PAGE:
A number of lawsuits were launched against the United States tech giant Apple Inc. after it was revealed last week that the company is intentionally slowing down older versions of its flagship product, iPhone, in order to “prolong the life” of the device and make its battery last longer. The practice was confirmed after an iPhone 6S user did a performance test, concluding that his device had slowed down considerably with time but had suddenly sped up again after the battery had been replaced. However, iPhone users are suspecting that Apple is actually forcing them to buy the new models of the phone by making their older versions significantly slower. Moreover, they claim that this act is unlawful since they were never asked to consent to the changes in the product they bought.
For that reason, two class action lawsuits were filed against the Cupertino-based company in California and Chicago by groups of iPhone users who claim they have sustained “economic damage” when Apple chose to meddle in their devices without their knowledge. In the Californian lawsuit, plaintiffs Stefan Bogdanovich and Dakota Speas, who had owned older versions of iPhone over the past years claim that they suffered damage as a result of Apple’s wrongful actions. Meanwhile, James Vlahakis, who is representing the plaintiffs in the Chicago lawsuit stated that “Apple’s failure to inform consumers these updates would wreak havoc on the phone’s performance is being deemed purposeful, and if proven, constitutes the unlawful and decisive withholding of material information.” He added that he considers Apple’s act to be a direct violation of the consumer fraud-related laws in several US states. However, legal action against Apple has not been confined to the US, since two Israeli citizens also filed a class action lawsuit in Tel Aviv against the company, arguing that it effectively defrauded its customers by failing to inform them about the basic changes made to their devices. “There is no doubt that information about the device slowing is important, and cardinal, and users had the right to get [that information] from Apple before deciding whether to install the software updates,” the plaintiffs claimed.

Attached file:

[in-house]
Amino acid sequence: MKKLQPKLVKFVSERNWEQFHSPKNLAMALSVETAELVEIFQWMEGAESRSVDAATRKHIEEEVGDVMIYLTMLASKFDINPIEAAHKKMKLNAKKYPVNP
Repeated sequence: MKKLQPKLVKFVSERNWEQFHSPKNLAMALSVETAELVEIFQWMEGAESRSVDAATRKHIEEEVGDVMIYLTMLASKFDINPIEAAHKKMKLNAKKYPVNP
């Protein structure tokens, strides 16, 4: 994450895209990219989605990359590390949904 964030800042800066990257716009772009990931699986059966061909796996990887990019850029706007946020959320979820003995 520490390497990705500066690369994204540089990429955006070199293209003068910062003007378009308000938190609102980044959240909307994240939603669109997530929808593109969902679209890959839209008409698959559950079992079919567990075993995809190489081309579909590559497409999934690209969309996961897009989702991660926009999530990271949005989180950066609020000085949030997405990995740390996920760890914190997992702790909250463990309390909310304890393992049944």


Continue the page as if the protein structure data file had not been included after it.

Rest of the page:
Meanwhile, Apple responded to the accusations by saying that performance of the lithium-ion batteries diminishes over time, which can result in the phone unexpectedly shutting down. “Lithium-ion batteries become less capable of supplying peak current demands when in cold conditions, [when they] have a low battery charge or as they age over time, which can result in the device unexpectedly shutting down to protect its electronic components,” the company said. “Last year, we released a feature for iPhone 6, iPhone 6s and iPhone SE to smooth out the instantaneous peaks only when needed to prevent the device from unexpectedly shutting down during these conditions. We’ve now extended that feature to iPhone 7 with iOS 11.2, and plan to add support for other products in the future.”